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‘I don’t know how she does it’ – Ash Barty’s coach Craig Tyzzer on the weight of expectation, career Grand Slam prospects

Ash Barty’s coach was delighted as he spoke to the world’s media on Saturday evening

Ash Barty Ashleigh Barty (Panoramic)

Australian Open 2022 | Draw | Order of play 

If Ash Barty is the happiest woman in Australia at the moment, her long-time coach Craig Tyzzer must be the happiest man. He has been by her side as she rose to the top of the world rankings, and as she has won a Grand Slam on all three surfaces. He told reporters, though, that he had expected her to win a hard court Slam first.

” I actually always felt she’s a better hard court player,” he said in his press conference. “I mean, she loves grass. But Wimbledon is so different in that it’s really slow, like it’s a slow surface, it’s a different grass. So I think a lot of players find that quite difficult where Ash quite enjoys the really low bounce and the slowness there.

“Bu I always thought her first win would be, in a Grand Slam, would be on a hard court. But typical for her she proved me wrong and she won on clay first and then grass and then now hard court.

“It’s amazing that she’s been able to do it. It’s pretty impressive. I think we’ve all got to sit back and just look at what she’s been able to do on different surfaces and just her ability to play the level of tennis that she does. I mean, sometimes I’m just in awe of it.”

Tyzzer did, however, sound a note of caution to those asking whether she was likely to complete a career Grand Slam, considering her excellence on hard courts.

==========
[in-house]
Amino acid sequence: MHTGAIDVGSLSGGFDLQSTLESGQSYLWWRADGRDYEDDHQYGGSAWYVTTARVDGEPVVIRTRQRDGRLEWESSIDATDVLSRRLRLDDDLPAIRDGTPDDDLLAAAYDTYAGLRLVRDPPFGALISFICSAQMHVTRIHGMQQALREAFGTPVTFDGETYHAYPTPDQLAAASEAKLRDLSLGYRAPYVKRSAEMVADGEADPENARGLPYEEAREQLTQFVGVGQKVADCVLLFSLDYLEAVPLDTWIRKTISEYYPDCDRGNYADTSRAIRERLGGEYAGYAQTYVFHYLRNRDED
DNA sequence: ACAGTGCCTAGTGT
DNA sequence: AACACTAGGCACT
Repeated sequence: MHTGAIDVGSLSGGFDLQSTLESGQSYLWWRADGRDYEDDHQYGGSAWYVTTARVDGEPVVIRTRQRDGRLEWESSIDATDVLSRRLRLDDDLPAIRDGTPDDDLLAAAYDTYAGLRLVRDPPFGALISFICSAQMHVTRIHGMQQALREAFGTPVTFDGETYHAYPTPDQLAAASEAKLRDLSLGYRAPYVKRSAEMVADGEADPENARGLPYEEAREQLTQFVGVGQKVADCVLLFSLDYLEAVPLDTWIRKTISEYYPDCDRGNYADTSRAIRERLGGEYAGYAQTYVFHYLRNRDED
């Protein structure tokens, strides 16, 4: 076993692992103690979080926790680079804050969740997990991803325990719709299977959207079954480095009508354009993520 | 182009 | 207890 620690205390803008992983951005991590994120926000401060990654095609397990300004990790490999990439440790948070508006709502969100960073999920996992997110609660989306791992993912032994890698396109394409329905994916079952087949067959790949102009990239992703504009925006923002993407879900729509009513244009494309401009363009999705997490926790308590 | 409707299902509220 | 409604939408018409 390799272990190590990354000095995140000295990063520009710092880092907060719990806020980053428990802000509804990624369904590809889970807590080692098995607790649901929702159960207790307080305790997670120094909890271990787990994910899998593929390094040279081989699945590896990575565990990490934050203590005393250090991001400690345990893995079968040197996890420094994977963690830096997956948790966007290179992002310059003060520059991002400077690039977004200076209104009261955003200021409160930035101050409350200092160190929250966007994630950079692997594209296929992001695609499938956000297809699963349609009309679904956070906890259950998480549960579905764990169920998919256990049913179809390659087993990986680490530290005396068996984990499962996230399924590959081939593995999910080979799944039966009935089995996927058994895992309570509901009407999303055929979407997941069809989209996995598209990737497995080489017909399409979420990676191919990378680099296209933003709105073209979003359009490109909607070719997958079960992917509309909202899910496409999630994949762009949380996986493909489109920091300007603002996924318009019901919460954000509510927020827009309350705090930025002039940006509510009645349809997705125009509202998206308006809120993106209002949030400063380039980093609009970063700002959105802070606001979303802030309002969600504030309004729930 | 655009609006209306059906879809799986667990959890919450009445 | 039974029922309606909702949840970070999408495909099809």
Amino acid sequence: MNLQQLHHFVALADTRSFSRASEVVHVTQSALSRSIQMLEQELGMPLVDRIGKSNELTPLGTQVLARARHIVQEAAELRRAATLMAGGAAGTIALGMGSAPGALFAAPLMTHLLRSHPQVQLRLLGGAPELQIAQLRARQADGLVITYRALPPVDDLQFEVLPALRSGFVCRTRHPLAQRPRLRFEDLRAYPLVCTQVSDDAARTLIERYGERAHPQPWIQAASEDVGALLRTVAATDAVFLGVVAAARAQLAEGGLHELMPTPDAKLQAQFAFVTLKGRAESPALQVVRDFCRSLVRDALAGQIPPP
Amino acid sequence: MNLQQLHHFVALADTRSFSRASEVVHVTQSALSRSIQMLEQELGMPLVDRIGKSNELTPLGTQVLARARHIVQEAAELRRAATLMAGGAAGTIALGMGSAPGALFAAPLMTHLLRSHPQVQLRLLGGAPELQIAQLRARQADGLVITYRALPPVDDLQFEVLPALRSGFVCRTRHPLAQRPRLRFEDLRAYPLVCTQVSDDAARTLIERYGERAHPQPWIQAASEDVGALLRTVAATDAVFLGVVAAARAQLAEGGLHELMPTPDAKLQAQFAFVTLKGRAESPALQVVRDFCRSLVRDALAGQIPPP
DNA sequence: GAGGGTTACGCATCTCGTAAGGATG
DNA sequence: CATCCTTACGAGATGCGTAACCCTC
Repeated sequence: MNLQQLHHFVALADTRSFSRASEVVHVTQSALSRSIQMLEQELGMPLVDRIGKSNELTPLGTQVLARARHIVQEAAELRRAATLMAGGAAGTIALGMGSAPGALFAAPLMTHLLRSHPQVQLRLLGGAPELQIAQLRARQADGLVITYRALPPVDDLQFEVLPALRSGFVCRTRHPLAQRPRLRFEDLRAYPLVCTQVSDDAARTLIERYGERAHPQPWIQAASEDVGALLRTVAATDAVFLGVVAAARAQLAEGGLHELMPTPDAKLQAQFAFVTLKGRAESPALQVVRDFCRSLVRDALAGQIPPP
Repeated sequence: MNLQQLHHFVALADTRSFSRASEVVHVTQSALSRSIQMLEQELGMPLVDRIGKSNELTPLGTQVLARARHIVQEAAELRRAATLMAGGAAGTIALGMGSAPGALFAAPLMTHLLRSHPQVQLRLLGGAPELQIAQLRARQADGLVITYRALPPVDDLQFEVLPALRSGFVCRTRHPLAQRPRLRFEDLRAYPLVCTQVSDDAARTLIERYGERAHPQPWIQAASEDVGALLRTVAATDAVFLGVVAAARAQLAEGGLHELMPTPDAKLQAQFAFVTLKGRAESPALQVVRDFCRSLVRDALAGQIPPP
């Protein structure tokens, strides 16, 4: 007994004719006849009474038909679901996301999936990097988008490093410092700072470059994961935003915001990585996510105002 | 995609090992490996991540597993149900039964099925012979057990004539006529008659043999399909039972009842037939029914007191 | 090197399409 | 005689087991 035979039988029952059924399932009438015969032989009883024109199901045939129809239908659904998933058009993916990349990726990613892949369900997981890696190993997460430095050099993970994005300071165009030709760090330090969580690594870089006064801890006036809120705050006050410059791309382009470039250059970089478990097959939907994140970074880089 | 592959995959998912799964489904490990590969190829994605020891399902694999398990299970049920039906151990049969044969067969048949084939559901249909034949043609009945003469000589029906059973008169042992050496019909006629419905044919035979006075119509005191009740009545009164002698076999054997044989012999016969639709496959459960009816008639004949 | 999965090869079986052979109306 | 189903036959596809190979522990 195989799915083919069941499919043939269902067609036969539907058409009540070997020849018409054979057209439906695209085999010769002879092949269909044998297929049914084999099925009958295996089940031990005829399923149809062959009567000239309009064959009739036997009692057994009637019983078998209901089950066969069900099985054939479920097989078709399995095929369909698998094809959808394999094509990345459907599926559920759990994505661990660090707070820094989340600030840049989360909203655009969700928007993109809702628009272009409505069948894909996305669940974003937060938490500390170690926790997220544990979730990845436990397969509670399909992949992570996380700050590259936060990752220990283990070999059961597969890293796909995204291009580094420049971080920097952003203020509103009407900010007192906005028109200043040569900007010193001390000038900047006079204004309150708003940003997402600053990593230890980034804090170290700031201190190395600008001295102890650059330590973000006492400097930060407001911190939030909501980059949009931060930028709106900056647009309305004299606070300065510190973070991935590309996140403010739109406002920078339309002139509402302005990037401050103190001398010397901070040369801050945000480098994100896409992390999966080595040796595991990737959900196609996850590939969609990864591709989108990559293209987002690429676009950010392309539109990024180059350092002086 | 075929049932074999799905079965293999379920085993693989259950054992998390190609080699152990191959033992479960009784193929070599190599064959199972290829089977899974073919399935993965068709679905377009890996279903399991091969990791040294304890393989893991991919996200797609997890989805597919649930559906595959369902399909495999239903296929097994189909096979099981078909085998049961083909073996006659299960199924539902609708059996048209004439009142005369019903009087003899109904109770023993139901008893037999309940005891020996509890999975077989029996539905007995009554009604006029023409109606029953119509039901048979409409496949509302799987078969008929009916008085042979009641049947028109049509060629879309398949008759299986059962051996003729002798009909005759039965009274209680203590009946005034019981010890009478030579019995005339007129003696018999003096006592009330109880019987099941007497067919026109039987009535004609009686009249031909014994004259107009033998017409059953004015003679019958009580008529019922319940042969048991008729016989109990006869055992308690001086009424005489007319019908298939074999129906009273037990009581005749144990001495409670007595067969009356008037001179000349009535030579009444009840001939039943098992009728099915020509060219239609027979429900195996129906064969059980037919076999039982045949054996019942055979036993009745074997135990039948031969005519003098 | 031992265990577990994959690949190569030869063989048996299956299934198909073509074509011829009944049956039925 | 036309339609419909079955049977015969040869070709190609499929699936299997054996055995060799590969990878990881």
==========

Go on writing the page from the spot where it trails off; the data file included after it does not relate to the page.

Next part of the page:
“The US Open really needs to change the ball for the girls, the fact they still use a different ball for guys and girls. It’s a terrible ball for someone like Ash. Even in Cincinnati when they use the US Open ball outside she could actually get some loft out of the court, but the ball itself is so light. It was the only tournament last year and really for two years where she uses a gut racquet but I had to change her to a poly just to get any sort of control of the ball.

Ash Barty with coach Craig Tyzzer after winning Wimbledon

“If they keep that ball the same, no one like Ash will win that tournament. So I think you see the result at the US Open, it was two players who, you go, Wow, that was, two different players won that? There’s no surprise when the ball is like it is. And I don’t know the reason why. It’s the only tournament that has separate ball for the guys and girls. So if they don’t change the balls, she won’t win the US Open.”

Tyzzer: I’m thrilled every day to work with Ash

Of course, the 25-year-old did not simply win a Grand Slam on Saturday night – or as simple as that can possibly be. She won at home, fulfilling the hopes of an entire nation after their four-decade wait for an Australian woman to lift the title in Melbourne.

“[I have a] massive sense of pride in Ash and her ability to do what she’s done,” added Tyzzer.

“Sometimes I just think I’m not sure how she walks out there and does it with the expectations, with the nation right behind her, and everyone wanting her to win. You can’t walk around the corner and hear that, you know, it’s 44 years or how long it’s been since someone has won it.

“It’s an amazing feat. It’s phenomenal. To be part of it is amazing, but I’m thrilled every day to work with Ash. What she does never surprises me, but I’m just glad that I’m part of it.”

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